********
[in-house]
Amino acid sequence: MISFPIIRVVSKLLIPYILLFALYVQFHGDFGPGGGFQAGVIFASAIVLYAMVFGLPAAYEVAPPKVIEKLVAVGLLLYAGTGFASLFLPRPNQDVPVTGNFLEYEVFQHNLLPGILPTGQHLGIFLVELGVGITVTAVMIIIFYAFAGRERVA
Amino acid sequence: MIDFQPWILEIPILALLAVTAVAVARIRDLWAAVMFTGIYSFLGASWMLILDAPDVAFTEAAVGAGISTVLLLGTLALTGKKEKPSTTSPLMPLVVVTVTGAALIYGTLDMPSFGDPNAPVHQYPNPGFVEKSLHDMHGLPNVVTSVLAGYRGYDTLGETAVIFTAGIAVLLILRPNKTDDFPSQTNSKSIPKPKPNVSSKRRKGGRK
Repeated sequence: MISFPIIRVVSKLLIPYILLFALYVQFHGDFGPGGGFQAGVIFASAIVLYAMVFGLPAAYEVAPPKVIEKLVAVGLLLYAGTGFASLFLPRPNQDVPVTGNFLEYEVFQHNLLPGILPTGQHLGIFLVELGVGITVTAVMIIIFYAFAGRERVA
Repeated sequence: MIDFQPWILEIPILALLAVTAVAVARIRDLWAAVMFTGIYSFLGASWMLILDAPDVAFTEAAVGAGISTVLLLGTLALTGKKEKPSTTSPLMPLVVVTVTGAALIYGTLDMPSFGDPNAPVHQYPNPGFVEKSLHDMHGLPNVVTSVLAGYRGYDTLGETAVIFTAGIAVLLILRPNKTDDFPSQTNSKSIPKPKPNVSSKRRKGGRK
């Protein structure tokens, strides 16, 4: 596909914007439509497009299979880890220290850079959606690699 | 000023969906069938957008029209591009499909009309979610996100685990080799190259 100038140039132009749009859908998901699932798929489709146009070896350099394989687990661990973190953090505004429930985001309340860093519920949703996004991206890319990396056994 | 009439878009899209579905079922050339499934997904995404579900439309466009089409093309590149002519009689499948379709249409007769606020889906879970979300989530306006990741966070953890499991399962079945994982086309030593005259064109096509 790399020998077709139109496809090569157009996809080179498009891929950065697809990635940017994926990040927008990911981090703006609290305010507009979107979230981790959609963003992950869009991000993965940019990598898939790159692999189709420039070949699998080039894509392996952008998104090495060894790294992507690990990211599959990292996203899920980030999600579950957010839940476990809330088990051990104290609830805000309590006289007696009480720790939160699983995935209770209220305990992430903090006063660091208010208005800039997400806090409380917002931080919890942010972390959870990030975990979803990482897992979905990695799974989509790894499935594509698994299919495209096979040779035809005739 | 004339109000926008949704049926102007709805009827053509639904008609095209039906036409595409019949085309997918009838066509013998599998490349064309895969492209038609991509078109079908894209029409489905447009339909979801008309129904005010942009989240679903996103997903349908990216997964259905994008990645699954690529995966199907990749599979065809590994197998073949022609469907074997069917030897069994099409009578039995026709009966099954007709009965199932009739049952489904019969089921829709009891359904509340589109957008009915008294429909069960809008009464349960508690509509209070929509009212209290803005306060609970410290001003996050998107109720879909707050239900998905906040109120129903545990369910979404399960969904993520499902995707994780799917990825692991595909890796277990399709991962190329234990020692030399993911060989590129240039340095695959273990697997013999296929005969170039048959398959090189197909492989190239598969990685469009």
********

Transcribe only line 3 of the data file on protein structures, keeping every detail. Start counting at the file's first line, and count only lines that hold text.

Amino acid sequence: MIDFQPWILEIPILALLAVTAVAVARIRDLWAAVMFTGIYSFLGASWMLILDAPDVAFTEAAVGAGISTVLLLGTLALTGKKEKPSTTSPLMPLVVVTVTGAALIYGTLDMPSFGDPNAPVHQYPNPGFVEKSLHDMHGLPNVVTSVLAGYRGYDTLGETAVIFTAGIAVLLILRPNKTDDFPSQTNSKSIPKPKPNVSSKRRKGGRK